We’ve been able to close some of these investors, but I think the entire round should have been closed by now, if not for the COVID-19 situation. So, we are currently still in the market looking for investment.
Not knowing the outcome of the current situation is the same for the investors as well. They’re trying to figure it out if a recession is on the horizon, and which industries it’s going to affect, and, how do they invest or hedge. It’s quite a difficult time in the markets.
For the seed round, how was your investor pool looking pre-COVID-19?
Pre-COVID-19, we had a lot of interest from different investors from different places. We are looking to have investors from different geographies. We had investors all the way from the US, UK, China, Japan, and also from investors based in African markets.
We had a few angels who wanted to be part of the round. These were commodity traders in the US who wanted to invest in us, but most of the round the interest was dominated by private VC companies.
Is there a trend of which types the investors dropped or stayed?
The investors who have committed are mainly VC companies. We had two investors from Japan and one from the UK who committed to the round.
The rest haven’t really dropped off, but there’s a lot of uncertainty. Some of them have to come down to do the due diligence and the borders are currently closed. I’m still trying to keep that engagement going and I keep sending them investor updates. I want to keep them updated on what’s going on here in Ghana. Most VCs have postponed when the deal can actually happen till there is more certainty in the market.
They haven’t dropped off, but a number of them have asked for like two to three months to see how the situation goes. The interesting thing about this COVID-19 situation is that; it is also making VCs very selective of companies they invested in. Right now as a startup you really have to prove not just the sustainability of your business, but sustainability in a time of recession and uncertainty. How would your business fare? And I think for most startups this will require a lot of business to pivot.
What we did was create a document for all the investors we have been engaging with, highlighting the strategies that we’re going to adapt for various scenarios. We were able to provide them a lot of proactive foresight by basically anticipating various scenarios and stating the measures Complete Farmer would take in the event of such. We didn’t want the investors to assume what would happen to us and how we would react, we wanted to be proactive in telling them what we thought would happen and how we could react.
To summarize, it’s not that they’ve all gone away, but many need to do the on-the-ground due diligence that’s out of their control. So they’re waiting, because of that waiting period, you still have an open round.
It’s an interesting market and we are beginning to see investors returning to reengage. It’s still an open round.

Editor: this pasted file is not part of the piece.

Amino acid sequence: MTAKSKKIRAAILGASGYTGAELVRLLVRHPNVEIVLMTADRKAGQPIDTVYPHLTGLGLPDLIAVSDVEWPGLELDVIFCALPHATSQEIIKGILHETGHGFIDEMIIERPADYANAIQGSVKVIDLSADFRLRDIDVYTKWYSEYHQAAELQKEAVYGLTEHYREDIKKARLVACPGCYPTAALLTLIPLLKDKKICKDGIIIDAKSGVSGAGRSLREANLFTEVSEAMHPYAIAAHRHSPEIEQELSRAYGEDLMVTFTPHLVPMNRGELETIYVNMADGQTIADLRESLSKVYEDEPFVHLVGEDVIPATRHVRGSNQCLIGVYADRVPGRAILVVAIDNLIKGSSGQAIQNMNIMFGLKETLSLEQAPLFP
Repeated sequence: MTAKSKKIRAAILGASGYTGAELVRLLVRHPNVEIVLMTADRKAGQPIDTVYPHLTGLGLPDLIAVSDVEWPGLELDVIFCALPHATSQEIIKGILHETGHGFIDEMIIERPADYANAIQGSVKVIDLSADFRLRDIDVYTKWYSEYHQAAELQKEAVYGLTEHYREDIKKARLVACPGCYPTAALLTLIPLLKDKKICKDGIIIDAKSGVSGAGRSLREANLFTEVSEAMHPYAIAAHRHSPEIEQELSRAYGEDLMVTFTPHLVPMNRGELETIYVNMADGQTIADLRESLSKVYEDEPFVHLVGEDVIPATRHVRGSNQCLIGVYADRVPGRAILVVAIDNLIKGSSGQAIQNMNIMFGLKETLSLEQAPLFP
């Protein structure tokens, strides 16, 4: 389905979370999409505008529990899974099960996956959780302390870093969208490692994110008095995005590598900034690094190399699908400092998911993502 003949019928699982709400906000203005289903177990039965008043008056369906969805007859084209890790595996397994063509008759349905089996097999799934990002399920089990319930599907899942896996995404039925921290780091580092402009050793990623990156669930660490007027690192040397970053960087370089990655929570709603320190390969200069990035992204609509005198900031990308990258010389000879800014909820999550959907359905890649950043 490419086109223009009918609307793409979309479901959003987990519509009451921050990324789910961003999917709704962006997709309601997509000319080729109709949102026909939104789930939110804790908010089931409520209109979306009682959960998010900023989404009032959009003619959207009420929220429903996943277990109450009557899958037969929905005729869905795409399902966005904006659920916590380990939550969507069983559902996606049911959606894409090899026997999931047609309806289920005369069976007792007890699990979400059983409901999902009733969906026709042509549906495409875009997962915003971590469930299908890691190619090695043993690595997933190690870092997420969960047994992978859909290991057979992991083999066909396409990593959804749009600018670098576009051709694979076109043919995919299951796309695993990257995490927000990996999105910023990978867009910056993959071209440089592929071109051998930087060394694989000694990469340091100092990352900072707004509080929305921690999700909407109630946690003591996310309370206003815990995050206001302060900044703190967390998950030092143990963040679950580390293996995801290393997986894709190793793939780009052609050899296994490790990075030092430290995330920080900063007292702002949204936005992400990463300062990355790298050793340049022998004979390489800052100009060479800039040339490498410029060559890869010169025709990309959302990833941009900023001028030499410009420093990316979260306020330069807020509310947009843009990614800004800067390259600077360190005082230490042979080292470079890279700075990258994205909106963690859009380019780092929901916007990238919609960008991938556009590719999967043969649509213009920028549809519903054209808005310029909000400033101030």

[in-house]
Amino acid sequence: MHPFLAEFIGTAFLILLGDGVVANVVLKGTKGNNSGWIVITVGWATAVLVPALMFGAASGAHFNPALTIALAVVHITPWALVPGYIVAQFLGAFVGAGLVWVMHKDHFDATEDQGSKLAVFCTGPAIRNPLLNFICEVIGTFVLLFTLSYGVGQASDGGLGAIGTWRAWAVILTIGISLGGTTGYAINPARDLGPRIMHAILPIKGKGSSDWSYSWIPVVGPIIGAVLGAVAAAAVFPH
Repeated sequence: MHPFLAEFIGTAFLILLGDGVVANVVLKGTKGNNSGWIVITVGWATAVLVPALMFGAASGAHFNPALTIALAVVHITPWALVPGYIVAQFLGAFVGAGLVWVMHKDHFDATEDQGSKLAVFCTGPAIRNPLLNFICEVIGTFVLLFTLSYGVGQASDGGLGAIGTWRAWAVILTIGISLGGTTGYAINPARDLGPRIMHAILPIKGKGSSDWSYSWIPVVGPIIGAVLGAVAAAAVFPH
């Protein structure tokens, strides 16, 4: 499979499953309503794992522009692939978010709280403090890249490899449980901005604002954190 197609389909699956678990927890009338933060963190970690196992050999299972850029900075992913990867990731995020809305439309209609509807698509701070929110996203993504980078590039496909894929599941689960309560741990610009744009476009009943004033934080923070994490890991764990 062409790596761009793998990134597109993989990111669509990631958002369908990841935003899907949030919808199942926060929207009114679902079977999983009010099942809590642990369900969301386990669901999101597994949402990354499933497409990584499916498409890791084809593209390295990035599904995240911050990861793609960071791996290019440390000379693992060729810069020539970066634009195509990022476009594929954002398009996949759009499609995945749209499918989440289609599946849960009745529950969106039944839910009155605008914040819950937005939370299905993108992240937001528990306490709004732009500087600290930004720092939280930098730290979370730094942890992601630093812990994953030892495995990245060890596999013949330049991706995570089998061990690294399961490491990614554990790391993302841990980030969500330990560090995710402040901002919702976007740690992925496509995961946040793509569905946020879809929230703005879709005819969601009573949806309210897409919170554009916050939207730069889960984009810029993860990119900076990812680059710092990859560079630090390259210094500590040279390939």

You really were proactive by creating a risk management document, talking about how the company would look in all these different scenarios. Would you suggest other entrepreneurs create that type of document to send to their stakeholders?
Yes, I would; it’s really important. Right now entrepreneurs need to rub the back of investors, investors need to rub the back of entrepreneurs. They need to encourage each other because there’s a lot of uncertainty. Once you acknowledge the risk levels and what this also means from an investor perspective, you will know how to communicate best to that investor’s concerns.
It’s always very good to be proactive and add that layer if there are possible pivots that a business model can make to survive the recession period or the COVID-19 period. All those things have to be highlighted to investors and it opens that conversation.
Initially, some leads were going cold because of the COVID-19 situation, but after I sent that document, we had phone calls to talk about these new strategies. Having that risk management document has been quite helpful for us, and I’d recommend it to other startups. You can just blast it off to different stakeholders. I sent some to MEST as well. It’s not just for investors, but also to get your mentors, your program managers, or any stakeholder in your business to be able to contribute to that strategy. It gives you a plan or a blueprint on how to navigate this situation as well.
That’s great advice. What else would you like to communicate to investors at this time?
The uncertainties are real. Many businesses are hanging on a lifeline right now. A lot of businesses that have a high-value impact across their value chain, and should investments into those companies cease, it will affect the stakeholders across the value chain. For instance, with Complete Farmer, we are working with farmers on the ground, we work with input delivery services, we have an entire economy connected to us. We deliver food to people to eat.
Our vision is to feed the world through sustainable agriculture, so during this COVID-19 period, it is a very ethical decision to hold on. We want to reserve whatever capital we have to increase our runway to keep this vision alive. It’s our mission to ensure food security in the future. So we are also taking a risk in investing in our operations to make sure that our operations go on. This requires the support of investors to keep that process going.
We don’t know how long this situation will take, but we still have to keep eating food, and Complete Farmer still has to keep producing. We see that as contributing to the relief efforts of this whole COVID-19 pandemic. It’s really important that we ensure food security during COVID and post COVID. That’s why we need investments to keep going.
If you would like to learn more about Complete Farmer or the status of their seed round, please reach out to Desmond Koney at firstname.lastname@example.org.